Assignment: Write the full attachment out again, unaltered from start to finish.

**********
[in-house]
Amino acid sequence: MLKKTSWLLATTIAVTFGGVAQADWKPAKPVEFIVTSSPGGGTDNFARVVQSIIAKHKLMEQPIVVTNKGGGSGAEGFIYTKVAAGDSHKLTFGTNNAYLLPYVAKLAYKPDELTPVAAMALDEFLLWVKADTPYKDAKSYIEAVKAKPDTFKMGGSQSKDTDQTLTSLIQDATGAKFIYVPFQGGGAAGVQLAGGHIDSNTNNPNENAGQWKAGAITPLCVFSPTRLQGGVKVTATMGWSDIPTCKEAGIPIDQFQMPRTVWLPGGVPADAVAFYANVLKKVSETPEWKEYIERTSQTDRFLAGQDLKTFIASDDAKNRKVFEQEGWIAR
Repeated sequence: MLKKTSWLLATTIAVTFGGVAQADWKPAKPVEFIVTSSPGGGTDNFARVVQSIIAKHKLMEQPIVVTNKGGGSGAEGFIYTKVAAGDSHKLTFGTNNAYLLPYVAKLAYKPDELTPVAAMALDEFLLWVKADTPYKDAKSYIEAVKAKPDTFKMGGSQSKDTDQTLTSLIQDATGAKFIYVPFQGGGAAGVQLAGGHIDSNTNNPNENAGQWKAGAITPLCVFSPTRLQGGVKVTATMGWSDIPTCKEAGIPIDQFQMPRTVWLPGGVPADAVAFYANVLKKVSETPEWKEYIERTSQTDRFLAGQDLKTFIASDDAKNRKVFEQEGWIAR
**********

[in-house]
Amino acid sequence: MLKKTSWLLATTIAVTFGGVAQADWKPAKPVEFIVTSSPGGGTDNFARVVQSIIAKHKLMEQPIVVTNKGGGSGAEGFIYTKVAAGDSHKLTFGTNNAYLLPYVAKLAYKPDELTPVAAMALDEFLLWVKADTPYKDAKSYIEAVKAKPDTFKMGGSQSKDTDQTLTSLIQDATGAKFIYVPFQGGGAAGVQLAGGHIDSNTNNPNENAGQWKAGAITPLCVFSPTRLQGGVKVTATMGWSDIPTCKEAGIPIDQFQMPRTVWLPGGVPADAVAFYANVLKKVSETPEWKEYIERTSQTDRFLAGQDLKTFIASDDAKNRKVFEQEGWIAR
Repeated sequence: MLKKTSWLLATTIAVTFGGVAQADWKPAKPVEFIVTSSPGGGTDNFARVVQSIIAKHKLMEQPIVVTNKGGGSGAEGFIYTKVAAGDSHKLTFGTNNAYLLPYVAKLAYKPDELTPVAAMALDEFLLWVKADTPYKDAKSYIEAVKAKPDTFKMGGSQSKDTDQTLTSLIQDATGAKFIYVPFQGGGAAGVQLAGGHIDSNTNNPNENAGQWKAGAITPLCVFSPTRLQGGVKVTATMGWSDIPTCKEAGIPIDQFQMPRTVWLPGGVPADAVAFYANVLKKVSETPEWKEYIERTSQTDRFLAGQDLKTFIASDDAKNRKVFEQEGWIAR